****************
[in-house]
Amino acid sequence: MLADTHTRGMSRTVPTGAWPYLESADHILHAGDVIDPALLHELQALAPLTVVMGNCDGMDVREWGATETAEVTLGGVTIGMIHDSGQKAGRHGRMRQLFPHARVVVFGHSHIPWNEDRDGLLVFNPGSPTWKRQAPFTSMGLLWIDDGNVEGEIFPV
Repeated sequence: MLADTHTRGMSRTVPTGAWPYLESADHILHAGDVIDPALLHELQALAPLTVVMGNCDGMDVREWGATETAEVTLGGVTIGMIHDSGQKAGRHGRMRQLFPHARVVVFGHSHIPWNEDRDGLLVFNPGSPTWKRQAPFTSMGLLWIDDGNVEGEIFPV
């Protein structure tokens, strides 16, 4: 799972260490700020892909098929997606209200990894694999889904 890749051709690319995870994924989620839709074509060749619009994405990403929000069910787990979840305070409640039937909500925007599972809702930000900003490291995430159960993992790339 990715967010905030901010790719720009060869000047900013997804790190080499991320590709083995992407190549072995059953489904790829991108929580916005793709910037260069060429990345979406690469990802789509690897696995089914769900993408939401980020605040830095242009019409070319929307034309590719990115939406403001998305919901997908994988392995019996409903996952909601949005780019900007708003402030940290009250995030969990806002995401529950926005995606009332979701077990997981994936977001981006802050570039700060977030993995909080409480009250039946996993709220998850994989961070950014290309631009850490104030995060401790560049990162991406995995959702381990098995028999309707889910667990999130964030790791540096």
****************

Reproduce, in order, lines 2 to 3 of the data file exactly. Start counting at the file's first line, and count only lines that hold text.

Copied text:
Amino acid sequence: MLADTHTRGMSRTVPTGAWPYLESADHILHAGDVIDPALLHELQALAPLTVVMGNCDGMDVREWGATETAEVTLGGVTIGMIHDSGQKAGRHGRMRQLFPHARVVVFGHSHIPWNEDRDGLLVFNPGSPTWKRQAPFTSMGLLWIDDGNVEGEIFPV
Repeated sequence: MLADTHTRGMSRTVPTGAWPYLESADHILHAGDVIDPALLHELQALAPLTVVMGNCDGMDVREWGATETAEVTLGGVTIGMIHDSGQKAGRHGRMRQLFPHARVVVFGHSHIPWNEDRDGLLVFNPGSPTWKRQAPFTSMGLLWIDDGNVEGEIFPV